Do you have penguins at your local zoo? Pay them a visit during your unit.

Winter Sports

Ice skating





Ice hockey


  • Learn about different types of winter sports including Winter Olympics sports. Have students share their favorite winter sports and why they like them.
  • Watch winter sports in action online or better yet, in person. If you have an ice rink in your area, you should be able to watch a hockey game and/or figure skating.
  • When and where are the next Winter Olympics? Unless it happened very recently, preschool and kindergarten students may be too young to remember the last Winter Olympics, but they can get excited about the upcoming games.
  • As a class, design your own Olympics. You can make up some of your own games and/or research classroom Olympic games online. There are a wide variety of options readily available. Have opening and closing ceremonies, play the games, and award prizes for the winners.

Kim - Women's Figure Skating - Vancouver 2010 Winter Olympic Games

Milwaukee County Zoo

Milwaukee County Zoo

  • Keep a KWL chart about what you know about polar bears (K), what you want to know about polar bears (W), and what you learn about polar bears (L) during the unit.
  • There are so many interesting facts about polar bears from their diet to how they swim to where they live. Introduce a new fact or two throughout the unit so that students do not get too overwhelmed. Review the previously learned facts each day.
  • Discuss why polar bears would or would not make good pets.
  • Construct polar bears out of paper and other materials of your choosing and have students make up stories about them. Consider having students dictate stories and then have the class act them out later either for each other or another class.
  • Are there polar bears at your local zoo? See if you can arrange a talk or special demonstration with the zoo.

Tip: Do you have a sensory bin in your classroom? Add some pine cones during the winter months!

Pine Trees / Pine Cones

  • Learn about the different types of pine trees. What are the similarities and differences?
  • If you live in an area with pine trees, take a little excursion outside to visit them and collect a few (or a lot) of pine cones. Can you identify the type or types of pine trees?
  • Make pine cone bird feeders. Hang them around the school and/or have students take them home and then share their experiences of watching the birds feed out of them.
  • Construct pine cone people and/or animals and act out stories about them. Be creative with the details that you include such as faces, clothing, and accessories (i.e. hats, glasses) and the materials that you use (i.e. paper, fabric, sequins, beads).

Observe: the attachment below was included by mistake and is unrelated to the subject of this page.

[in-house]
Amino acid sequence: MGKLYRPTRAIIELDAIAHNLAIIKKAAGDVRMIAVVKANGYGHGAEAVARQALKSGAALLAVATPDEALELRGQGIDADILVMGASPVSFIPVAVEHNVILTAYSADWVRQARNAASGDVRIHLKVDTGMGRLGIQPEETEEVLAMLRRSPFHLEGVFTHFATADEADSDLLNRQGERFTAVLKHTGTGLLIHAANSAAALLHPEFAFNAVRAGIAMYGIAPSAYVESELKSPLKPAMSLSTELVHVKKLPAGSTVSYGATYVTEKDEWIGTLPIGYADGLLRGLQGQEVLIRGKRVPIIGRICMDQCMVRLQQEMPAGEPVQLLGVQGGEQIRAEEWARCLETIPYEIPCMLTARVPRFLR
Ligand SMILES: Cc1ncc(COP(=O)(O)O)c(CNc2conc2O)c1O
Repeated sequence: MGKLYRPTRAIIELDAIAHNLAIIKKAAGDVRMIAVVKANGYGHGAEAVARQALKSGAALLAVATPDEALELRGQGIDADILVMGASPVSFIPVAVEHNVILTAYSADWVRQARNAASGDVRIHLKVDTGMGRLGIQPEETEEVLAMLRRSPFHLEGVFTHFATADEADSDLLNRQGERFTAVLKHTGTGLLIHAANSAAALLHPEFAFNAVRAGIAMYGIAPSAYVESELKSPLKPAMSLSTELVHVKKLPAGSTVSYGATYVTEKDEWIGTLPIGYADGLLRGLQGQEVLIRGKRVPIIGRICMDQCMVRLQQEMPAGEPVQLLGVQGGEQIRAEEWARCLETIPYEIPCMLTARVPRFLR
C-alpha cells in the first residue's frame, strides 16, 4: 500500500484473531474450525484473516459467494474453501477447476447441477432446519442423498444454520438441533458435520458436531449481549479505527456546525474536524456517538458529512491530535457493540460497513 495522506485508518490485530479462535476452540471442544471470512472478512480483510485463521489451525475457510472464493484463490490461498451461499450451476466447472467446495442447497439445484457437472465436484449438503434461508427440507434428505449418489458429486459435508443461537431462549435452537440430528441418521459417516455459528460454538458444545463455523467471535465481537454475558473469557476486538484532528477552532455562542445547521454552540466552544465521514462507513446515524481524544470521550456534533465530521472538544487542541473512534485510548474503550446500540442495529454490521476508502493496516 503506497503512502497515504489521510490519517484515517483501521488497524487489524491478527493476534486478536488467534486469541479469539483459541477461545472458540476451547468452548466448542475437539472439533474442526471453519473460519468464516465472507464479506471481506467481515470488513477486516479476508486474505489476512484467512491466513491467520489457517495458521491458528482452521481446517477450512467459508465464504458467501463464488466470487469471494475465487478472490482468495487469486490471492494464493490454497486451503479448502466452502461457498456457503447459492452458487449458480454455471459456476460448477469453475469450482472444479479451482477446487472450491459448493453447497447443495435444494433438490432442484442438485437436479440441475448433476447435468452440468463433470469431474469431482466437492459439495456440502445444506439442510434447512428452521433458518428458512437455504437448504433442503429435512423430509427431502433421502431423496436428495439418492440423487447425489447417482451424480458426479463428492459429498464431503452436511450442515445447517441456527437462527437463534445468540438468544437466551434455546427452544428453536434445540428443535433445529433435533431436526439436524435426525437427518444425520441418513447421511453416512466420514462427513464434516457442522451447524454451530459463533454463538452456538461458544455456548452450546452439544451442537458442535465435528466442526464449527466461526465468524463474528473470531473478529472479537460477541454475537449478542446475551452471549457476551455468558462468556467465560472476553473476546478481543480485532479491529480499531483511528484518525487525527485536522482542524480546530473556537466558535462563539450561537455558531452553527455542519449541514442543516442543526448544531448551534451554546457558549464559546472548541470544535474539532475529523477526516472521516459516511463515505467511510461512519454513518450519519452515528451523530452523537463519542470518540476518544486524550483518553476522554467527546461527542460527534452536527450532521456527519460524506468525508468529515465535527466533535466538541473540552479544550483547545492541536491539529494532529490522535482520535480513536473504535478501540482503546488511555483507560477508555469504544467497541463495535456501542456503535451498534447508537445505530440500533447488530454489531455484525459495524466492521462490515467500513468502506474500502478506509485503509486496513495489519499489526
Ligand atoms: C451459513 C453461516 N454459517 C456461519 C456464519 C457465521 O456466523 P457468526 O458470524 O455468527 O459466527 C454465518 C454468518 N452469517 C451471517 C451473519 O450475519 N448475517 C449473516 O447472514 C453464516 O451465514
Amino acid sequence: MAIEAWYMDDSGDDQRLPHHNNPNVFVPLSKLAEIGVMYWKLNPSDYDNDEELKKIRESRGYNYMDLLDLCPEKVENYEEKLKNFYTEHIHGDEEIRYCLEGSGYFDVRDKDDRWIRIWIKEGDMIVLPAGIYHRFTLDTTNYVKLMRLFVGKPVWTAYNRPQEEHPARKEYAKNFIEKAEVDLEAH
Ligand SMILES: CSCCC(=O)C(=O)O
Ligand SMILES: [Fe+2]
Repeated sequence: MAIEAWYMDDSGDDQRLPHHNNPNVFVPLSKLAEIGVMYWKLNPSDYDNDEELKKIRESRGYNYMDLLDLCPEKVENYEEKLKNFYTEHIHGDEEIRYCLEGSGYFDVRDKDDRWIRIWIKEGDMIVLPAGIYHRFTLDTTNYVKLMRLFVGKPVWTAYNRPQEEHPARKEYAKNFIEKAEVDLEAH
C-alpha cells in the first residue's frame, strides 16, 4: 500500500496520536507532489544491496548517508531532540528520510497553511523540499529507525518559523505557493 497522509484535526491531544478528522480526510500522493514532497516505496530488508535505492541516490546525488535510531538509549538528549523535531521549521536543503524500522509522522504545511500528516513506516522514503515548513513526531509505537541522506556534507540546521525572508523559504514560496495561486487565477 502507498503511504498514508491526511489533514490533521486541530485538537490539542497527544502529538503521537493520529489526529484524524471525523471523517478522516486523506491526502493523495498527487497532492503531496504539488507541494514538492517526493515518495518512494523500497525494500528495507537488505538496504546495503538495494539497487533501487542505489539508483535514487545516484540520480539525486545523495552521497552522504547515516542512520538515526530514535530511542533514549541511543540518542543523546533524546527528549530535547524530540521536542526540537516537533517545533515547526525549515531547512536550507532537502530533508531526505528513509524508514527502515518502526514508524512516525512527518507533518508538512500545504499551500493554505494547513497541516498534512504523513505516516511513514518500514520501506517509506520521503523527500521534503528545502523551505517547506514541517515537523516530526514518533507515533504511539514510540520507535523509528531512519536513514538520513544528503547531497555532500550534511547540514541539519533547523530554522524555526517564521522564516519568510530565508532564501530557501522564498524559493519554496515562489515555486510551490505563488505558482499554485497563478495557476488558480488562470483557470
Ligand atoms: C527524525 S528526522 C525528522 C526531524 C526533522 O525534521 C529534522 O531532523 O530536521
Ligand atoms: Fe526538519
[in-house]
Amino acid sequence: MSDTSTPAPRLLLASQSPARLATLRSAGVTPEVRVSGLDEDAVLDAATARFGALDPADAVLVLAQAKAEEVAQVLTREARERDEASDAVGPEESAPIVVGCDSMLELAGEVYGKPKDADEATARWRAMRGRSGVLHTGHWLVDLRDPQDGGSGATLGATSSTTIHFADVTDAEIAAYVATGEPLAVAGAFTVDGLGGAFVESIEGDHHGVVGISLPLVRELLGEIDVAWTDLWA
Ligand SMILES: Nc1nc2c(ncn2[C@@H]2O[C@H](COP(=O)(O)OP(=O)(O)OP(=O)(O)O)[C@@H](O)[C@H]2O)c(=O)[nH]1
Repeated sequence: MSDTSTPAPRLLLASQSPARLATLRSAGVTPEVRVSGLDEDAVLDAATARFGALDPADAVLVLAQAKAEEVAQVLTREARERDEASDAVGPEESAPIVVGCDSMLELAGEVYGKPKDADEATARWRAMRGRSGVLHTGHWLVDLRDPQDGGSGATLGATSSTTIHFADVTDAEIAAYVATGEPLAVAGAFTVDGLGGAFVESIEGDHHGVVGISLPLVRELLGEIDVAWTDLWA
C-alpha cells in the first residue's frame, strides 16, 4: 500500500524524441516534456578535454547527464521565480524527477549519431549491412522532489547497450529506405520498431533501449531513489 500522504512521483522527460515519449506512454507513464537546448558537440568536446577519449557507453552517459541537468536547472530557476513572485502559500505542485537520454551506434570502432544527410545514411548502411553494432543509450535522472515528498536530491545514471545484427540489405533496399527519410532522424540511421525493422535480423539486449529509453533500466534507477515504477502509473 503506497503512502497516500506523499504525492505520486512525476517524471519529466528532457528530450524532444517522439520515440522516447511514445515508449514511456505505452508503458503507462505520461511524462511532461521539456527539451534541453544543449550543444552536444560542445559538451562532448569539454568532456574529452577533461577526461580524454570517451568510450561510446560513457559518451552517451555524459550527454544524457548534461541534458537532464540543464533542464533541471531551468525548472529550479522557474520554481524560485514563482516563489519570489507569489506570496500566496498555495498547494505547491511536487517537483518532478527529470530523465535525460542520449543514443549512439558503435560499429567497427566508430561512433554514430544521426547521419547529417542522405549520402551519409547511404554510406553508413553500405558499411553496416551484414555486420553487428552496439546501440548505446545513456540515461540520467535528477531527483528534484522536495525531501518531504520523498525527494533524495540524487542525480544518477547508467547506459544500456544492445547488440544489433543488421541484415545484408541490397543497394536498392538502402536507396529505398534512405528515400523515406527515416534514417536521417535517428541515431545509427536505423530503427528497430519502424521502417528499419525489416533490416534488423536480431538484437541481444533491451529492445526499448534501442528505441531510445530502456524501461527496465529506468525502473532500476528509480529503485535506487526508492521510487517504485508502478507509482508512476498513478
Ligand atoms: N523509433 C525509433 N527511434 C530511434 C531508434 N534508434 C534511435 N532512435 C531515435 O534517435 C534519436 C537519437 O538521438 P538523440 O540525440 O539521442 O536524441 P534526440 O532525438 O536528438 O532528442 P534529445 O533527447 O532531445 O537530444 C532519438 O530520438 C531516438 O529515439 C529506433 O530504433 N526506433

• There are lots of simple, inexpensive crafts that you can make out of pine cones (see the links below on the right). If you are doing a pine cone unit in winter, consider making holiday ornaments and wreaths and other seasonal décor items.

Pine Cone Craft Ideas


Winter Weather Gear / Safety

  • Go through the various clothing items and accessories that you need to wear to be safe in the winter and talk about why each one is important.
  • Discuss specific winter activities that your class engages in on a regular basis, such as playing at recess and sledding with friends, and how they should dress for them.
  • Think about winter considerations for your area. For example, is there a river that never quite freezes or are there hills that are notoriously icy? Discuss safety precautions for local hazards.
  • Talk about precautions for indoor winter safety as well, such as practices around a fireplace.
  • Don't forget to discuss tips for staying healthy in the winter, such as washing hands and staying home when you're sick.

Winter is a great time to get out and take pictures with your students as part of your units and themes.

  • Winter Photo Ideas
    Don't let the colder temperatures during the winter months deter you from exploring a variety of photography shoots. Think about multiple items and settings for props and backgrounds.

More classroom theme and unit resources from the author.


Rose Clearfield (author) from Milwaukee, Wisconsin on December 20, 2013:

No worries!

Jackie Lynnley from the beautiful south on December 20, 2013:

Oops, meant work...

Rose Clearfield (author) from Milwaukee, Wisconsin on December 20, 2013:

Aw, thanks, Sheri!

Sheri Dusseault from Chemainus. BC, Canada on December 20, 2013:

I wish you had been my teacher!

Rose Clearfield (author) from Milwaukee, Wisconsin on December 19, 2013:

Thanks, Jackie! I appreciate that.

Jackie Lynnley from the beautiful south on December 19, 2013:

Wow you have put some word into this and it looks great! Well done. ^

Rose Clearfield (author) from Milwaukee, Wisconsin on December 19, 2013:

FlourishAnyway, it's amazing how many teaching / parent resources there are online these days. I really appreciate the feedback!

FlourishAnyway from USA on December 19, 2013:

How I wish I had had something like this when my daughter was younger. Rose, you are so talented and full of imaginative ideas for growing little minds. Well done.